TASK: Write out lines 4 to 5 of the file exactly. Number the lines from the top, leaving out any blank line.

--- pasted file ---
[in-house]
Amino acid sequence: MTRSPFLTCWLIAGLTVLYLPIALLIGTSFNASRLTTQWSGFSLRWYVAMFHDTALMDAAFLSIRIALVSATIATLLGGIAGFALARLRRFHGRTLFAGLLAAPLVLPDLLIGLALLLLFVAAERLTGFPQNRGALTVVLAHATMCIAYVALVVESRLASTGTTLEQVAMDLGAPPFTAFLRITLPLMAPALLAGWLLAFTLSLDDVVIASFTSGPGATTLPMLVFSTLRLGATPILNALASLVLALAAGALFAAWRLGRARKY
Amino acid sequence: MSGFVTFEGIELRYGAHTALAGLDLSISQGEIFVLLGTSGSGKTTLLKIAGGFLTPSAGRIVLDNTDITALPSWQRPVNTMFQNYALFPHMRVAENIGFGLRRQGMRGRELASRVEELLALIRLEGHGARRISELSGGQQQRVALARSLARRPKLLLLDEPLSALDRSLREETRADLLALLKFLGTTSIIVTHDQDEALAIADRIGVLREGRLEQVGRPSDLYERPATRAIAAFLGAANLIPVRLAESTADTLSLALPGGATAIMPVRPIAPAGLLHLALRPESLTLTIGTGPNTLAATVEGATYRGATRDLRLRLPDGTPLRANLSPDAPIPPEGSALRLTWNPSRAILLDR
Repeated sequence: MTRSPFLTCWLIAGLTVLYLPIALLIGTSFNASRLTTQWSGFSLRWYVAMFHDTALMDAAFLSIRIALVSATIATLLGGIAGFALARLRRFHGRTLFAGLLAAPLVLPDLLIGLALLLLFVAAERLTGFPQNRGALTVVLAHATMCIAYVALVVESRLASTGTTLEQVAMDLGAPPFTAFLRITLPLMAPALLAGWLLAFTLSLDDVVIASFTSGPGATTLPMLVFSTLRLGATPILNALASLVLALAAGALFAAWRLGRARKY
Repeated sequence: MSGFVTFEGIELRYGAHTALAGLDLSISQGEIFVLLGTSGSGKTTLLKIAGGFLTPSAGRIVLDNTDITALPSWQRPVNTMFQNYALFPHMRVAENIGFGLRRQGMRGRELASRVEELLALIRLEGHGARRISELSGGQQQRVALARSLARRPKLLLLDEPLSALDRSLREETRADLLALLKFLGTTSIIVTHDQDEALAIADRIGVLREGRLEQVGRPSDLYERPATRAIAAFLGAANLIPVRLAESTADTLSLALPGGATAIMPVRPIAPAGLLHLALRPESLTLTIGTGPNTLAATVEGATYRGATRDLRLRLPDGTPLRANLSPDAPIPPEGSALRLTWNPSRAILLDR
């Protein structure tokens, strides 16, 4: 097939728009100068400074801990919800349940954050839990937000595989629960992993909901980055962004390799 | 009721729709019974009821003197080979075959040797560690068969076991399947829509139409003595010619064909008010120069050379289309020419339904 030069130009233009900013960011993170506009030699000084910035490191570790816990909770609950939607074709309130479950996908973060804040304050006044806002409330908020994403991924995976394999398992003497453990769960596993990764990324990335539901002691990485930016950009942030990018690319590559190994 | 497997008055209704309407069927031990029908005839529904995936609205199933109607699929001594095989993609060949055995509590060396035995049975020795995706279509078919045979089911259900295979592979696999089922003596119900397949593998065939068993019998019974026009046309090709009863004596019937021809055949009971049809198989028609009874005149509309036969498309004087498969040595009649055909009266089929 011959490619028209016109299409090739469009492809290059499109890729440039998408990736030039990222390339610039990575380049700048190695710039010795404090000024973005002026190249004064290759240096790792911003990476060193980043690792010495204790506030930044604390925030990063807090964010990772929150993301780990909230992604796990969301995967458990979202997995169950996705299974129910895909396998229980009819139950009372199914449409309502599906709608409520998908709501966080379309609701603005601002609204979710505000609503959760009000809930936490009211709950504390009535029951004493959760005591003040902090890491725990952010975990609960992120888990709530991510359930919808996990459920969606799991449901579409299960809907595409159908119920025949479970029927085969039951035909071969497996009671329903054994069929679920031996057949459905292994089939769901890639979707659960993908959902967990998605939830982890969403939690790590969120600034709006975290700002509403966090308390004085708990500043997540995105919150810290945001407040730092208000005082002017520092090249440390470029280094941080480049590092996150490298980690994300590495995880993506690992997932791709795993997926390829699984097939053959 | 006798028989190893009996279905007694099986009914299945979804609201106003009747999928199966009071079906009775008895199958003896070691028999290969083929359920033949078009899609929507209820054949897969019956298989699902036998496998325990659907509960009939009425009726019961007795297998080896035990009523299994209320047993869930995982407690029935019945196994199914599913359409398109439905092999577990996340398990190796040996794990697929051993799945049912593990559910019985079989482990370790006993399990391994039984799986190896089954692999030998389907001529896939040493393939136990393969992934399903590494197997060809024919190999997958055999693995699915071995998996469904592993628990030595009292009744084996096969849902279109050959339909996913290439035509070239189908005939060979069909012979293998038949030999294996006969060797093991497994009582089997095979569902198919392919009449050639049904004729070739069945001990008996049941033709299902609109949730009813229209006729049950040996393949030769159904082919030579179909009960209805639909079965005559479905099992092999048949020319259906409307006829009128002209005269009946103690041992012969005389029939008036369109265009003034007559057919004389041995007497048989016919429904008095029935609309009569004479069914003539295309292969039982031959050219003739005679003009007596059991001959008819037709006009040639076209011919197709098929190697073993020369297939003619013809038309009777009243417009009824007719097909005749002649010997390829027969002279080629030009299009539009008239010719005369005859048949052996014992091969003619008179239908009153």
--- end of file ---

Repeated sequence: MTRSPFLTCWLIAGLTVLYLPIALLIGTSFNASRLTTQWSGFSLRWYVAMFHDTALMDAAFLSIRIALVSATIATLLGGIAGFALARLRRFHGRTLFAGLLAAPLVLPDLLIGLALLLLFVAAERLTGFPQNRGALTVVLAHATMCIAYVALVVESRLASTGTTLEQVAMDLGAPPFTAFLRITLPLMAPALLAGWLLAFTLSLDDVVIASFTSGPGATTLPMLVFSTLRLGATPILNALASLVLALAAGALFAAWRLGRARKY
Repeated sequence: MSGFVTFEGIELRYGAHTALAGLDLSISQGEIFVLLGTSGSGKTTLLKIAGGFLTPSAGRIVLDNTDITALPSWQRPVNTMFQNYALFPHMRVAENIGFGLRRQGMRGRELASRVEELLALIRLEGHGARRISELSGGQQQRVALARSLARRPKLLLLDEPLSALDRSLREETRADLLALLKFLGTTSIIVTHDQDEALAIADRIGVLREGRLEQVGRPSDLYERPATRAIAAFLGAANLIPVRLAESTADTLSLALPGGATAIMPVRPIAPAGLLHLALRPESLTLTIGTGPNTLAATVEGATYRGATRDLRLRLPDGTPLRANLSPDAPIPPEGSALRLTWNPSRAILLDR